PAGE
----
Canadian Icewine is a sweet dessert wine renowned for its rich flavours and unsurpassed smoothness. While Icewine is also made in Germany, Austria and the United States, Canada is the only wine-producing region in the world with a climate so cold that its vintners can guarantee an annual production of this highly sought-after product.
Icewine is created from grapes naturally frozen on the vine, a process that generates a thick golden liquid with highly concentrated natural sugars and flavours. The resulting wines are of spectacular quality, with subtle bouquets of peaches, apricots, tropical fruits, honey, toffee, caramel, maple and nuts, depending on the grape varietal used in making the Icewine. The range of grape varietals is continually expanding as producers move to red wine grapes—such as Cabernet Franc—from the traditional Icewine base of Vidal and Riesling grapes. Icewine is also being infused into sparkling wines and spirit-based products, expanding the range of Icewine products even further.
Most Canadian Vintners Quality Alliance (VQA) Icewine comes from Ontario, followed by British Columbia. Quebec and Nova Scotia produce Icewine in smaller quantities.
A hard-earned harvest
Canadian Icewines command premium prices because they are expensive and risky to make. The process begins when the grower leaves a select part of the vineyard unharvested, and waits for Canada's bone-chilling cold to descend. As temperatures fall throughout the autumn and into the winter, the vintner watches anxiously as the grapes endure the natural hazards of wind, rot, hail, sleet, and the predations of hungry birds.
If all goes well, and vineyard temperatures reach -8°C or lower, the harvest can begin. Icewine harvests often begin at night so that grapes may be picked and delivered to processing facilities before daytime temperatures warm. Grapes must be processed while still frozen. Much of the Icewine grape crop, especially that belonging to small producers, is also picked by hand—a challenging endeavour in the cold conditions!
The yield of grapes to make Icewine is very small compared to that of a normal table-wine grape harvest. Three or more kilograms of grapes will only produce one 375-ml bottle of finished Icewine, while the same weight of fruit, normally harvested, will provide up to 10 times that amount of table wine. However, the results are well worth it. After settling for several days, this golden nectar is aged for several months, allowing the juice to be transformed into an intensely sweet and flavourful, perfectly balanced Canadian Icewine. This wine is an excellent complement to desserts such as cobblers and cheesecake, or to starters such as foie gras and pâté. And, of course, it is superb when appreciated all on its own.
The sterling quality of Canadian Icewines is guaranteed because of the exacting standards followed by producers. Icewine production is also closely watched by VQA regulatory authorities. Each vintage is carefully monitored to ensure that the Icewine comes from approved grapes grown within a defined viticultural area, and that the grapes are picked and pressed at or below the required temperature of -8°C. The average natural sugar levels of the juice must meet strict criteria and both the alcohol and residual sugar in the finished wine must come exclusively from the natural sugar of the grapes.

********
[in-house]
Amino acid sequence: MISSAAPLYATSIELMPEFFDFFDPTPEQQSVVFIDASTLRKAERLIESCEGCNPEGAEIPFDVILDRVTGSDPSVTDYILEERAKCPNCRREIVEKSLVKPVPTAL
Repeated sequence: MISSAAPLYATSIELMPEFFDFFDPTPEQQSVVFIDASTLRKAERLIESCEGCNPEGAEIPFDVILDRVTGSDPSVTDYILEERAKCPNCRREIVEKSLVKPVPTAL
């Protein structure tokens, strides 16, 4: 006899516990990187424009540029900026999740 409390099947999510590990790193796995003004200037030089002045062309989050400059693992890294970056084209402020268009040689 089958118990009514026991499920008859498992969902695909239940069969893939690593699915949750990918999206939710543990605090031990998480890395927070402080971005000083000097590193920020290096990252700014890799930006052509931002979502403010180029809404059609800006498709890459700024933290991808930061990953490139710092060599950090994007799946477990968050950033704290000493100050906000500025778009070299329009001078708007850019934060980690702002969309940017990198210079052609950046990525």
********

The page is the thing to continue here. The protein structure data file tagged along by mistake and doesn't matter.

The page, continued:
It is this stringent approach and meticulous care that ensures Canadian Icewines are genuine and of the highest quality. As further proof of quality, Canadian Icewines continue to receive the highest awards at the world's most prestigious international wine fairs, including Vinexpo and VinItaly.
Taste the Canadian difference
Canada's Icewines appeal to the most discriminating palates and command premium prices around the world. For further information on the Canadian Icewine industry, please visit:
- Agri-Food Trade Service: www.ats-sea.agr.gc.ca
- Canadian Vintners Association: www.canadianvintners.com
- Vintners Quality Alliance: www.vqaontario.com
- Wines of Ontario: www.winesofontario.org
- BC Wine Institute: www.winebc.com
- Wines of Nova Scotia: www.winesofnovascotia.ca
- Association des vignerons du Québec www.winesofquebec.com/en
The following tables represent Canada's total trade in a given export commodity based on Statistics Canada data. The product categories represent HS code groupings and have not been modified. In most cases, statistics have been presented at the 6 or 8 digit level. Statistics are presented in Canadian dollars and are complete through year end 2010.
|Wine of fresh grapes||20,291,031||19,160,267||27,903,332||36,869,391||81.7%|
|Wine of fresh grapes||7,786,681||10,710,538||14,893,263||21,642,309||177.9%|
|Newfoundland and Labrador||0||138,085||34,727||365,213|
|Prince Edward Island||1,948||0||0||0|
|Product ($CAD)||2008||2009||2010||2011||Growth 2008-2011|
|Icewine, in containers holding 2 litres or less||11,602,806||8,614,421||12,041,057||13,354,174||15.1%|
|Product (Quantity,LTR)||2008||2009||2010||2011||Growth 2008-2011|
|Icewine, in containers holding 2 litres or less||193,464||127,858||171,818||181,093||-6.4%|
|Prince Edward Island||1,948||0||0||0|
- Date Modified: